The maps now allow these factors to be taken into account and correlated with local microbial communities.
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The First Ever Real Time Video of a Cracking Joint

The First Ever Real Time Video of a Cracking Joint | Amazing Science |

Scientists based out of the University of Alberta have -- for the first time -- imaged a joint cracking in real time, effectively putting to rest a decades-long debate in the process. They revealed their success in the journal PLoS ONEDoubtless you've experienced the physiological wonder that is a cracking knuckle. The audible pop it makes can sometimes be heard across an entire room, making many bystanders wince. But they probably have nothing to cringe about. While joint cracking may sound painful, it's not associated with any adverse health effects -- arthritis, for example.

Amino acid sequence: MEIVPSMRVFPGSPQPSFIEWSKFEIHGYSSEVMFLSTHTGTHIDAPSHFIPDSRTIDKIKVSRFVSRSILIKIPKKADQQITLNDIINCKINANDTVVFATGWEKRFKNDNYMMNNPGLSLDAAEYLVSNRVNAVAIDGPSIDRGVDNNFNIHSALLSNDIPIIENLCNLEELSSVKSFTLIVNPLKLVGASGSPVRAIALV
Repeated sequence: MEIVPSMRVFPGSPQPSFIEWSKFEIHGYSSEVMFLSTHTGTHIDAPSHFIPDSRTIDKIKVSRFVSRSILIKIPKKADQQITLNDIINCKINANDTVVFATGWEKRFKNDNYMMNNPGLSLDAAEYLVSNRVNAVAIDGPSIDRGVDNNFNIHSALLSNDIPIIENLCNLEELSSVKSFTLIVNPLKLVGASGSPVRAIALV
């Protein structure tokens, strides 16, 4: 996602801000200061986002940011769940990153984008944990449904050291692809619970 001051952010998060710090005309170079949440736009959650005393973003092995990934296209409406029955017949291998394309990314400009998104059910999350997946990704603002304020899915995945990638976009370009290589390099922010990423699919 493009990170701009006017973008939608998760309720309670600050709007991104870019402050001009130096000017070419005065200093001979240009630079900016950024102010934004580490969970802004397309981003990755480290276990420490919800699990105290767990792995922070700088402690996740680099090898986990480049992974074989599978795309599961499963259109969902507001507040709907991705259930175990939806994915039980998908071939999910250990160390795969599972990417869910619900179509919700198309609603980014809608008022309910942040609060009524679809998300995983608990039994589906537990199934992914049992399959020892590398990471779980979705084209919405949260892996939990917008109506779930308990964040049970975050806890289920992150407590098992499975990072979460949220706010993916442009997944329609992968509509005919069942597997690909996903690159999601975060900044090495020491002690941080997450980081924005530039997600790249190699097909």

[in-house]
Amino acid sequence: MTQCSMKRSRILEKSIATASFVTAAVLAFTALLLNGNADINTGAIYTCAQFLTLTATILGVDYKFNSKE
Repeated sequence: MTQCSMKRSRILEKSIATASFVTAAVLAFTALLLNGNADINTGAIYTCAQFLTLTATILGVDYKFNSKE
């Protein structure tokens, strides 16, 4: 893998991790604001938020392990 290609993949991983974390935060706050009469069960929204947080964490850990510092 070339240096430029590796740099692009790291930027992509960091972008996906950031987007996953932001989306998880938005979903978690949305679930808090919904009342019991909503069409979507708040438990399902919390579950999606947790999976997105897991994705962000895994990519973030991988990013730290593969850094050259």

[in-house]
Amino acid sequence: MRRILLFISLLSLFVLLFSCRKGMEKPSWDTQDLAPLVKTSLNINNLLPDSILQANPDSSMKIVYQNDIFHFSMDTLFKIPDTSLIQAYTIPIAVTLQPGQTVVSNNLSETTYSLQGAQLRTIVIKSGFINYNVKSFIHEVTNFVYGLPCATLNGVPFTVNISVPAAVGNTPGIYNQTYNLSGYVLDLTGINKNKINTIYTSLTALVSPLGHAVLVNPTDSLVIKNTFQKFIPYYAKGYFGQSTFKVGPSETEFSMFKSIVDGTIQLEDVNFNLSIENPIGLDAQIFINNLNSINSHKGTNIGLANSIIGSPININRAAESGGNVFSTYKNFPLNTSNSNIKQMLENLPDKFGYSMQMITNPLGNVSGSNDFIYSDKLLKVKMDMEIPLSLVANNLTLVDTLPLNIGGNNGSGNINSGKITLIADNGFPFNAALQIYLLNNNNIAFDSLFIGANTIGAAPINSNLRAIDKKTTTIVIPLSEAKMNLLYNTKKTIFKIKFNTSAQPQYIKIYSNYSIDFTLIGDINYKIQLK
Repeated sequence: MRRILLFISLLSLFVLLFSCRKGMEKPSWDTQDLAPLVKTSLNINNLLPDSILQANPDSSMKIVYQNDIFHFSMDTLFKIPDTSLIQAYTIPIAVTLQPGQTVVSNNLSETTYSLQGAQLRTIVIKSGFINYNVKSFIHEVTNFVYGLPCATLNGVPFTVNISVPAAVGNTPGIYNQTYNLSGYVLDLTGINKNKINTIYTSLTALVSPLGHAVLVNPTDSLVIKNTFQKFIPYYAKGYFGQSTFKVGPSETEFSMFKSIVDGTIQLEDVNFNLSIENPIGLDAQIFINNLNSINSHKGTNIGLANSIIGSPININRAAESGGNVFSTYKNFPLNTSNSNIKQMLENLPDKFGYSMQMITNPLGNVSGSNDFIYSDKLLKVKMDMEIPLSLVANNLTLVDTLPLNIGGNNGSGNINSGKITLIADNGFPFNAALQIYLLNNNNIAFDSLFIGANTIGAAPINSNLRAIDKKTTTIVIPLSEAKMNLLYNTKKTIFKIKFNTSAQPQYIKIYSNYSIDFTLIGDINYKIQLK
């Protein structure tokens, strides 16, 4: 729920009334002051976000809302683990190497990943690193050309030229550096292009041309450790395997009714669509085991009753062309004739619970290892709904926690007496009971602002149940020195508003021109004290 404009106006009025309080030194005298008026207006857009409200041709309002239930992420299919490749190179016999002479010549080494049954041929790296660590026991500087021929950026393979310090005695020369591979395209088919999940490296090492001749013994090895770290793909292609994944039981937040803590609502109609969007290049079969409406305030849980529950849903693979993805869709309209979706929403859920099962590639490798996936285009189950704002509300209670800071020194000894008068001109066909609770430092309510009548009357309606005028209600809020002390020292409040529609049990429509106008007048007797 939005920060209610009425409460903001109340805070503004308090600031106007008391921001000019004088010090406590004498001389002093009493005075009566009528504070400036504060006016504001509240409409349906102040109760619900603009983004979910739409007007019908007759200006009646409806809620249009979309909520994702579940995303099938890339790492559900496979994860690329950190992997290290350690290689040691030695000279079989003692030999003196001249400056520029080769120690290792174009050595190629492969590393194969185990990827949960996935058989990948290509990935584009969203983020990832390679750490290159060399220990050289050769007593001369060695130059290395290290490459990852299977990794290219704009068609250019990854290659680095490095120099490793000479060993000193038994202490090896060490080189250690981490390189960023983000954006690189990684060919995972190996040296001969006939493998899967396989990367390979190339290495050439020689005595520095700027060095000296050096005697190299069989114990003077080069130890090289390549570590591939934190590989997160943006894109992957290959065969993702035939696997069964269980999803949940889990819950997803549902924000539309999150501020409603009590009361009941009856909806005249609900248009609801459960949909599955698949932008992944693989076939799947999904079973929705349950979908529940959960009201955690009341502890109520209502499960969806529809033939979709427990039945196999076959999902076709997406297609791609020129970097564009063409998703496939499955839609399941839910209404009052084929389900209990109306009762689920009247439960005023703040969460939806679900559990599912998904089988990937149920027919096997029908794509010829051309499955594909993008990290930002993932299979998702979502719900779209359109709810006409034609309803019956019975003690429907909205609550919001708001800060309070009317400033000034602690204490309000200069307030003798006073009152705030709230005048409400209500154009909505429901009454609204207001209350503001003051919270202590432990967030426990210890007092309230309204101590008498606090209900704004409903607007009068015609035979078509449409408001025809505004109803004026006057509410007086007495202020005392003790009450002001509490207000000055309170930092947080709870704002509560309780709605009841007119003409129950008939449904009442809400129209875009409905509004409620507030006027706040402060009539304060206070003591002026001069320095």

Everyone knows that bending or stretching a joint is what causes it to crack, but what's going on under the skin? First off, a joint is where two bones meet. At the ends of each bone is soft, cushioning cartilage. Connecting the cartilage -- and thus the bones -- is a synovial membrane that's filled with a thick, lubricating fluid. Bending the joint can cause the membrane to stretch, which in turn causes the pressure inside it to drop and a bubble of dissolved gas to form within the fluid. The whole process is called tribonucleation.